Of an Earl an Old Love and Roger
September 1992

Vincent Canby

Three superb short films by Mike Leigh of England, Denys Arcand of Canada and Michael Moore of the titled "Taking the Pulse," - which will be shown at the New York Film Festival today at 4 P.M. and midnight.

Because they probably won't be presented anywhere else in this same combination, you may want to cheek if there are any seats left for the program. The films don't have much in common, but seeing three such decisively idiosyncratic works together has a way of raising the spirits.

Mr. Moore's 23-minute contribution, "Pets or Meat: The Return to Flint", is a sort of "Roger and Me 2." An engagingly tatterdernalion sequel to his 1989 hit documentary in which he examined the sad state of Flint, Mich., after mass layoffs by General Motors, and some of the ways in which private citizens and public boosters were coping.

Since Mr. Moore last visited Flint with a camera crew, things have continued to change, meaning that they've gotten worse, even for Roger Smith, the G.M. chairman whom the film maker unsuccessfully tried to interview earlier. Mr. Moore says that Mr. Smith, after resigning from G.M., had his pension package reduced by $100,000.

From time to time throughout "Pets or Meat," the folksy film maker toys with the idea of sending the former executive a check to make up the difference. He could afford it: his profits from "Roger and Me" reportedly allowed him to set up a $250,000 foundation to help independent film makers and social action groups. According to the new film, Mr. Moore also paid two years' rent to each person shown being evicted in "Roger & Me" and Me." Now and then social satire pays off.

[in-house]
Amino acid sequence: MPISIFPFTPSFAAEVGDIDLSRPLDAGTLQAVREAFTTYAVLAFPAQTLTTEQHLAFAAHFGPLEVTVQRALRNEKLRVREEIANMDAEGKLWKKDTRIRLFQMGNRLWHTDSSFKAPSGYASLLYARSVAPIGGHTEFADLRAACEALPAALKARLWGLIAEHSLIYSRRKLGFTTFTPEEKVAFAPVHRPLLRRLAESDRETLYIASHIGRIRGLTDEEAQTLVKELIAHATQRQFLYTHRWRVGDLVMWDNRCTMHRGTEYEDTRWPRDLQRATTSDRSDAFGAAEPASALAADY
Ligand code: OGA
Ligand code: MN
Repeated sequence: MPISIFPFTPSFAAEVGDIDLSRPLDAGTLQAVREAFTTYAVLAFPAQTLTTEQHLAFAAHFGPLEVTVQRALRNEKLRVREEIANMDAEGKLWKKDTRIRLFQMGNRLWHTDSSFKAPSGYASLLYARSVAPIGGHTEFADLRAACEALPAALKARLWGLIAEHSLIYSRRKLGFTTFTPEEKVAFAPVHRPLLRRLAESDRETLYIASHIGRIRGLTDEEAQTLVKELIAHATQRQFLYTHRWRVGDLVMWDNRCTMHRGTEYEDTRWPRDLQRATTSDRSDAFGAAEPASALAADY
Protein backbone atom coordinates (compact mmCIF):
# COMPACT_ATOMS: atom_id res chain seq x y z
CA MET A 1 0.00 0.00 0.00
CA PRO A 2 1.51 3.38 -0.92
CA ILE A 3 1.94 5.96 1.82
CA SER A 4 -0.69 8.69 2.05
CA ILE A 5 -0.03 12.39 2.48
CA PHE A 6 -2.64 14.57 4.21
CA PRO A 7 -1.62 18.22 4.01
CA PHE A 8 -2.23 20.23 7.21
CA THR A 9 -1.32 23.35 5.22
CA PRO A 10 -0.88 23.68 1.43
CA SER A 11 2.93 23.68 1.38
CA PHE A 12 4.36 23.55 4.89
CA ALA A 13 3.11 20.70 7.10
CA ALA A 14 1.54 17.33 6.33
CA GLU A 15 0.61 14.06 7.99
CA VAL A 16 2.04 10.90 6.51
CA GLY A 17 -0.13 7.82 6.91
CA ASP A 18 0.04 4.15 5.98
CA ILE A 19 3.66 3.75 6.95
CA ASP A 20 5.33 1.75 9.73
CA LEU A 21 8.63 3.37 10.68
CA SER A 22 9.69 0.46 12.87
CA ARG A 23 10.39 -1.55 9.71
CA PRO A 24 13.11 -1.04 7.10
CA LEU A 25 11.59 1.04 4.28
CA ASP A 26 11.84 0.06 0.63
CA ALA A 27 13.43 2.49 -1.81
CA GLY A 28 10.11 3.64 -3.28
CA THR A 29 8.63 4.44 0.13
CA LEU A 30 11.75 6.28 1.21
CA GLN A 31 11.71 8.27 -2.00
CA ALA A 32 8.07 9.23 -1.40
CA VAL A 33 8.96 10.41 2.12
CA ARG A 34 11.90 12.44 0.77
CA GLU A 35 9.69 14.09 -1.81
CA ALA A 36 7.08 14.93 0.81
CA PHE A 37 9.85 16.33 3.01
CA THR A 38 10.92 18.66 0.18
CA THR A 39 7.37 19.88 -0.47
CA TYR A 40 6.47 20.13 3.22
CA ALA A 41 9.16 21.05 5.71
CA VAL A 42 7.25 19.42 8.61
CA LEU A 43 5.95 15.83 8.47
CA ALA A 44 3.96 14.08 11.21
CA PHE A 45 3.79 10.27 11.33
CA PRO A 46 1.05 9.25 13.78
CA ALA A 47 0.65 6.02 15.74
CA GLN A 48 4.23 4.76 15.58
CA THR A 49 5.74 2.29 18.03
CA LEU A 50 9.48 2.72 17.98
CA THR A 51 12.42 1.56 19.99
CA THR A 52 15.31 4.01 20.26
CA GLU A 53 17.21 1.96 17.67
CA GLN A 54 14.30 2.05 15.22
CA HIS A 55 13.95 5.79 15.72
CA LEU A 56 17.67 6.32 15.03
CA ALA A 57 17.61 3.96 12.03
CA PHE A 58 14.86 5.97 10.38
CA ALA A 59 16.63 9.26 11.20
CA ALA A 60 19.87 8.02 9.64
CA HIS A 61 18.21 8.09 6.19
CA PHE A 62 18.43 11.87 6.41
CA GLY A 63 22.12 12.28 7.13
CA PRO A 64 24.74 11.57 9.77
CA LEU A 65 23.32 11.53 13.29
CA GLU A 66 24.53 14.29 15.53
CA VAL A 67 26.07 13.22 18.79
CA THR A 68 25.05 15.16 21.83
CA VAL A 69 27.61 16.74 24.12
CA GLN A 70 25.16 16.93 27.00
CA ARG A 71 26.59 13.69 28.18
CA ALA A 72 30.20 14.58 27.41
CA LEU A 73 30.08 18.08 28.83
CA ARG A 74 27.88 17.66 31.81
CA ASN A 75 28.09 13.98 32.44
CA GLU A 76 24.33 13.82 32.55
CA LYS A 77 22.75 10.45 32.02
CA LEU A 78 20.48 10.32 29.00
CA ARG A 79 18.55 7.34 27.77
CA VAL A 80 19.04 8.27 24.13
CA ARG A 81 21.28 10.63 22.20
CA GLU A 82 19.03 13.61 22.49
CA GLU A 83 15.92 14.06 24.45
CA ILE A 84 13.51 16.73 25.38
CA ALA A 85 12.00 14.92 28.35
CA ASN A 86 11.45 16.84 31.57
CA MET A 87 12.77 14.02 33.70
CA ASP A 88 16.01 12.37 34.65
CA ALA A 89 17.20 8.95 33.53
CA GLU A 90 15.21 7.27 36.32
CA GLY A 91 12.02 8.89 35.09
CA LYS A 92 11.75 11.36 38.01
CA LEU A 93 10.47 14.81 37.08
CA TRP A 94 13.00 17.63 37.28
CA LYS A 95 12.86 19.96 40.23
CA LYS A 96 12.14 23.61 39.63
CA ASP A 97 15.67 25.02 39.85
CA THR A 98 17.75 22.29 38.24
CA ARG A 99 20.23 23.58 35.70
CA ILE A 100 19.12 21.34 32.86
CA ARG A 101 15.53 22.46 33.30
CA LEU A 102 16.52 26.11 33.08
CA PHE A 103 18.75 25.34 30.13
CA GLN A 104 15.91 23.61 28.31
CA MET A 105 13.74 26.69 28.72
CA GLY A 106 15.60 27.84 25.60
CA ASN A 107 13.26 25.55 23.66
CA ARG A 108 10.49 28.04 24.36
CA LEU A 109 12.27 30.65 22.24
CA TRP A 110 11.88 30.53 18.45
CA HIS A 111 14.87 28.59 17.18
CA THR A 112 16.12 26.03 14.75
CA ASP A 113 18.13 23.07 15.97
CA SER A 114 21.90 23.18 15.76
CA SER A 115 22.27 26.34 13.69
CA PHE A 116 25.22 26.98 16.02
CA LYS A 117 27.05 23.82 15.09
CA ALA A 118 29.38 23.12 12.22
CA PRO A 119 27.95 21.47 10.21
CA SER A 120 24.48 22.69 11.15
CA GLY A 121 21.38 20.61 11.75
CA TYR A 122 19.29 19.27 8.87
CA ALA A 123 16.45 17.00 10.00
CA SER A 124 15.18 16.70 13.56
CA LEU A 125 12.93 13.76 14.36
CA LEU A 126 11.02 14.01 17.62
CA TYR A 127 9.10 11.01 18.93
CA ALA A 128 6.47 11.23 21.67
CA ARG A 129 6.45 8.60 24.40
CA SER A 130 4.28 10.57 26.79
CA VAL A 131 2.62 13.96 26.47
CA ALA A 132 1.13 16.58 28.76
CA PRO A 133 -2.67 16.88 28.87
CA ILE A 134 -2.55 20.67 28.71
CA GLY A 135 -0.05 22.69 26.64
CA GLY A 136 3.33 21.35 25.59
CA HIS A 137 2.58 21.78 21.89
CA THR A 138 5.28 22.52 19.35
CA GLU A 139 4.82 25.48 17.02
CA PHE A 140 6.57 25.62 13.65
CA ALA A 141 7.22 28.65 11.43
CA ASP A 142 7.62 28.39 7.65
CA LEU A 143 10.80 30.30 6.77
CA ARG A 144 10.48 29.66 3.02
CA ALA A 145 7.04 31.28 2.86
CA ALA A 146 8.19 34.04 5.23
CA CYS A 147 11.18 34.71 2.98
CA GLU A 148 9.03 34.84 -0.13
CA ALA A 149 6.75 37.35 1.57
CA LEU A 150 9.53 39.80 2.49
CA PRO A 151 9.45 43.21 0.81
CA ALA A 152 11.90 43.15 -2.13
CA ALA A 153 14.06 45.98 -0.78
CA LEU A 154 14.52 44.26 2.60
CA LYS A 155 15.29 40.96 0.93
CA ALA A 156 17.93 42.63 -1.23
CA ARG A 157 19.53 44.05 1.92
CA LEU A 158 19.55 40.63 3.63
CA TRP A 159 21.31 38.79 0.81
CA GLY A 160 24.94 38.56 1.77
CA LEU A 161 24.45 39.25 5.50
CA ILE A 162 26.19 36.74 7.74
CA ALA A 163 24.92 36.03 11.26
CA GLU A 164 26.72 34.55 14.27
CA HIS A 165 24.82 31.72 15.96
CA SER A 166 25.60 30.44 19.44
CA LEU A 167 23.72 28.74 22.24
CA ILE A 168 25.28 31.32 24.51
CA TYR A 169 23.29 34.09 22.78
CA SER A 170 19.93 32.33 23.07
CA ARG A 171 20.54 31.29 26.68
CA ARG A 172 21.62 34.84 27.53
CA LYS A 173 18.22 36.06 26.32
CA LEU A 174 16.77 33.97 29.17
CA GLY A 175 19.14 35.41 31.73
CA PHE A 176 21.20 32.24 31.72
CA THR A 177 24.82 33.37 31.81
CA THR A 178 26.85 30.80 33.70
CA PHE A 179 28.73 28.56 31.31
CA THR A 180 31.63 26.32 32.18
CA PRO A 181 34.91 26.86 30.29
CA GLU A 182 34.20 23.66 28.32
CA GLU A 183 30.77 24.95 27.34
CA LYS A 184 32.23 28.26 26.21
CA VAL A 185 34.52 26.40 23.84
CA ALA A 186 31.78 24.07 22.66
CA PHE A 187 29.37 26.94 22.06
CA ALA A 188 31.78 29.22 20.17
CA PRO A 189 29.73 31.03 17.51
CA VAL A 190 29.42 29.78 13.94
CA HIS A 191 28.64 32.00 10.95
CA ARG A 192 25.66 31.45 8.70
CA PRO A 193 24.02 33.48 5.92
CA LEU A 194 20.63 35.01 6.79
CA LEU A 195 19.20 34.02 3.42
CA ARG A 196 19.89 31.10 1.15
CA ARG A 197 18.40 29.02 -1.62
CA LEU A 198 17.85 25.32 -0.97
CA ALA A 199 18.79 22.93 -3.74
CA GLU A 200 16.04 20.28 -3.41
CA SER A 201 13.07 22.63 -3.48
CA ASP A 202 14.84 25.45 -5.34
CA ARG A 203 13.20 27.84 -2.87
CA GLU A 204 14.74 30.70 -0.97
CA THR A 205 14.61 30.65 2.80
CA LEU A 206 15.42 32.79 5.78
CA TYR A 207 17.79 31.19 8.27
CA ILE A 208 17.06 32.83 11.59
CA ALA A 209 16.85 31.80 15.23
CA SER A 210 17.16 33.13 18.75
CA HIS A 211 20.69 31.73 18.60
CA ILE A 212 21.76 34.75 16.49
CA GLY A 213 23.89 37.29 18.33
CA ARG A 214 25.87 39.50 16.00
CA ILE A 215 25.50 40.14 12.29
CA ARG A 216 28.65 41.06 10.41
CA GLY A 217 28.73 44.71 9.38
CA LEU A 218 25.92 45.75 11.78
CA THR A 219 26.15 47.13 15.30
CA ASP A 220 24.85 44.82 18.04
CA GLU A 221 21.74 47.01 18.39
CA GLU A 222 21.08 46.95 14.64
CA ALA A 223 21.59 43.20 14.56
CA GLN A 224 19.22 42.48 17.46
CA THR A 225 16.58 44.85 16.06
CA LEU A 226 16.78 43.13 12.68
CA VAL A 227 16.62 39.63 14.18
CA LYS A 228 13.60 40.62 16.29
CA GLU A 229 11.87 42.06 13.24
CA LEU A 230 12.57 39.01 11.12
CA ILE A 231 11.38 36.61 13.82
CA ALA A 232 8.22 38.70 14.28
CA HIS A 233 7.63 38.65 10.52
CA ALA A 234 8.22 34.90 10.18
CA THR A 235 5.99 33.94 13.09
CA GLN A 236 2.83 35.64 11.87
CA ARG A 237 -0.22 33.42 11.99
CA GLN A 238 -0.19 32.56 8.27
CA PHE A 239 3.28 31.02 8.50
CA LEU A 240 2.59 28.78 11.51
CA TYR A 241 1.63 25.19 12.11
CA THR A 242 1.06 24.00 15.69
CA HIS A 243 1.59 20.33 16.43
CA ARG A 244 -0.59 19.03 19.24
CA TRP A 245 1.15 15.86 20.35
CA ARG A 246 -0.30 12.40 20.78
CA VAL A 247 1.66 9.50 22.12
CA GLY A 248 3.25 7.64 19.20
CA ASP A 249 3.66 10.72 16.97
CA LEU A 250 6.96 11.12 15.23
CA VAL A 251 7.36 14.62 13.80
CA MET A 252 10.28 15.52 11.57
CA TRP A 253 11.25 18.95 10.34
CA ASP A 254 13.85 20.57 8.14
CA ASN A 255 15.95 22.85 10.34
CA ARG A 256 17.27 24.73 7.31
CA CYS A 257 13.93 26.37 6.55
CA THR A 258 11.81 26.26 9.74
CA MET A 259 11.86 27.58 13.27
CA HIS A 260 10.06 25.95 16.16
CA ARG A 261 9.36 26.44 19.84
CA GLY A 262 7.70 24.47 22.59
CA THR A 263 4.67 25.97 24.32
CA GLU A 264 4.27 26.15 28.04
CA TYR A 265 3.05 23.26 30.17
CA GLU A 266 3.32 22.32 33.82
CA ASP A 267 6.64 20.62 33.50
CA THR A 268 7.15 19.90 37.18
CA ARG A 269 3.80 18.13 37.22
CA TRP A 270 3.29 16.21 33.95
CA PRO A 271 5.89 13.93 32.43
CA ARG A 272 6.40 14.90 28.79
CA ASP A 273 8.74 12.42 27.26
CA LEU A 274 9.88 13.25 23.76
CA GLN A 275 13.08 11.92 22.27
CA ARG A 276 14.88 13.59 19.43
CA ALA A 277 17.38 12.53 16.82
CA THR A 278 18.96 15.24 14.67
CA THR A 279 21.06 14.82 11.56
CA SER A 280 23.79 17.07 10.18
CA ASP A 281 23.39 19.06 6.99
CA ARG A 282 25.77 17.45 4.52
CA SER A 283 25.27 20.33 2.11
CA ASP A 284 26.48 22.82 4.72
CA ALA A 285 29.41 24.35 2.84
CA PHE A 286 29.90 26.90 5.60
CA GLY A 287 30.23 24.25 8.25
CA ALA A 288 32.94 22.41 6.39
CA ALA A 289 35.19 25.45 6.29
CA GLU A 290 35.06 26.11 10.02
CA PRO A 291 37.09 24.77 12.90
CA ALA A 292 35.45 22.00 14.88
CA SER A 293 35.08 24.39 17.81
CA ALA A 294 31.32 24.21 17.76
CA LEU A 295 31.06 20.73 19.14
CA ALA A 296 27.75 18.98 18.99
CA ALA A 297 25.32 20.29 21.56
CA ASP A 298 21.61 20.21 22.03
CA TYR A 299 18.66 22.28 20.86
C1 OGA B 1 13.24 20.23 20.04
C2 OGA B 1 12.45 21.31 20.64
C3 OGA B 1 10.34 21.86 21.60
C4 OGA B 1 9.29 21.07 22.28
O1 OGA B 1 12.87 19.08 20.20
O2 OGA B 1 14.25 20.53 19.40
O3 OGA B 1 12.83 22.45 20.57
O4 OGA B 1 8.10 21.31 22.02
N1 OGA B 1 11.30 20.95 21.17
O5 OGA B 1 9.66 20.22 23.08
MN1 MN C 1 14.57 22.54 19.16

"Pets or Meat" takes its title from the sign outside the house of Rhonda Britton, the woman who was selling rabbits in "Roger and Me." She is now bankrupt but unbowed. She works at K-Mart and has expanded her in-home business by adding a line of rats and mice, sold as food for pet snakes. One not-great shot: a python engorging a rabbit the size of a small dog.

Other characters make return visits, including Fred Ross, the deputy seen evicting destitute tenants in the earlier film. Now Mr. Ross also works as a repo man, that is, as a repossessor of automobiles. Not all business in Flint is down. Employment is up at the unemployment office. Sales of home security systems and guns have risen because of the increase in crime

Wearing his G.M. cap squarely on his head, looking quizzical and never surprised, Mr. Moore wanders through this landscape like Tocqueville disguised as a late 20th-century Middle American hayseed. For those who can't get to Lincoln Center today, PBS television stations are scheduled to show both "Pets or Meat" and "Roger & Me" on Monday night.

Mr. Arcand's 25-minute "Seen From Elsewhere, is a segment from a new Canadian anthology feature titled "Montreal Vu Par..." Whatever the rest of the film is like, Mr. Arcand's contribution is delicious, an older woman's ecstatic, alarmingly frank recollection of a love affair she had many years ago in Montreal.

Attending a boring diplomatic reception in a Latin American capital, where each succeeding guest has a worse horror story to tell about the provincial manners and morals of French Canadians, the woman is prompted to recall Montreal as the scene of the great love affair of her life. Her surprised husband stands by as she delights the women around her with the explicit details of an escapade conducted during a World Health Organization conference, amid a very snowy weekend and exploding mailboxes, among other things.

The film, beautifully written by Paule Baillargeon, who also appears in a small role, recalls the wit and elan of Mr. Arcand's "Decline of Amercan Civilization" (1986).

Copyright 1992 The New York Times


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